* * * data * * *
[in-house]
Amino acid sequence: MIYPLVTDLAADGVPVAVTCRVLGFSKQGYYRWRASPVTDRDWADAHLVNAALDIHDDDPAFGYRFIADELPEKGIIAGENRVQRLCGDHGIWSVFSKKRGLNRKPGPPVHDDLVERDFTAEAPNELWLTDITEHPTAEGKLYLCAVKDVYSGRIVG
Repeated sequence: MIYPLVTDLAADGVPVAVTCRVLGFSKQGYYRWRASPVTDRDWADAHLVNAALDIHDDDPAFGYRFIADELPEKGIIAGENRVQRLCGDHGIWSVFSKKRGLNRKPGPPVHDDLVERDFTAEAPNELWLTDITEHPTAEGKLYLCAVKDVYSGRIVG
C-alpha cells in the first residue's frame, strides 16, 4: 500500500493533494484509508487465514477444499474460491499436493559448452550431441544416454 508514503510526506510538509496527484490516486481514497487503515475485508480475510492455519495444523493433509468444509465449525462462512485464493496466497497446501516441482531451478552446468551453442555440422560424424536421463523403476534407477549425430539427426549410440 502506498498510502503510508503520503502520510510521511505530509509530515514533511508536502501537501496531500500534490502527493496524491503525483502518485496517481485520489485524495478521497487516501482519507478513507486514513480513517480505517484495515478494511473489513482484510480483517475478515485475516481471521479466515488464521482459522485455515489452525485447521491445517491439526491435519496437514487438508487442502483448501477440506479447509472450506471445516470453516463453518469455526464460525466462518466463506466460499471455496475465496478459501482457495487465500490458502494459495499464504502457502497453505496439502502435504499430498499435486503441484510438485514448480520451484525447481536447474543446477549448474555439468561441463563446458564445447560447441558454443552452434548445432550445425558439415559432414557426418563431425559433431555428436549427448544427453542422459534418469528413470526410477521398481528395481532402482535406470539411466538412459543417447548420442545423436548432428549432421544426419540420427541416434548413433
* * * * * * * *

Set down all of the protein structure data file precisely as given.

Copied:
[in-house]
Amino acid sequence: MIYPLVTDLAADGVPVAVTCRVLGFSKQGYYRWRASPVTDRDWADAHLVNAALDIHDDDPAFGYRFIADELPEKGIIAGENRVQRLCGDHGIWSVFSKKRGLNRKPGPPVHDDLVERDFTAEAPNELWLTDITEHPTAEGKLYLCAVKDVYSGRIVG
Repeated sequence: MIYPLVTDLAADGVPVAVTCRVLGFSKQGYYRWRASPVTDRDWADAHLVNAALDIHDDDPAFGYRFIADELPEKGIIAGENRVQRLCGDHGIWSVFSKKRGLNRKPGPPVHDDLVERDFTAEAPNELWLTDITEHPTAEGKLYLCAVKDVYSGRIVG
C-alpha cells in the first residue's frame, strides 16, 4: 500500500493533494484509508487465514477444499474460491499436493559448452550431441544416454 508514503510526506510538509496527484490516486481514497487503515475485508480475510492455519495444523493433509468444509465449525462462512485464493496466497497446501516441482531451478552446468551453442555440422560424424536421463523403476534407477549425430539427426549410440 502506498498510502503510508503520503502520510510521511505530509509530515514533511508536502501537501496531500500534490502527493496524491503525483502518485496517481485520489485524495478521497487516501482519507478513507486514513480513517480505517484495515478494511473489513482484510480483517475478515485475516481471521479466515488464521482459522485455515489452525485447521491445517491439526491435519496437514487438508487442502483448501477440506479447509472450506471445516470453516463453518469455526464460525466462518466463506466460499471455496475465496478459501482457495487465500490458502494459495499464504502457502497453505496439502502435504499430498499435486503441484510438485514448480520451484525447481536447474543446477549448474555439468561441463563446458564445447560447441558454443552452434548445432550445425558439415559432414557426418563431425559433431555428436549427448544427453542422459534418469528413470526410477521398481528395481532402482535406470539411466538412459543417447548420442545423436548432428549432421544426419540420427541416434548413433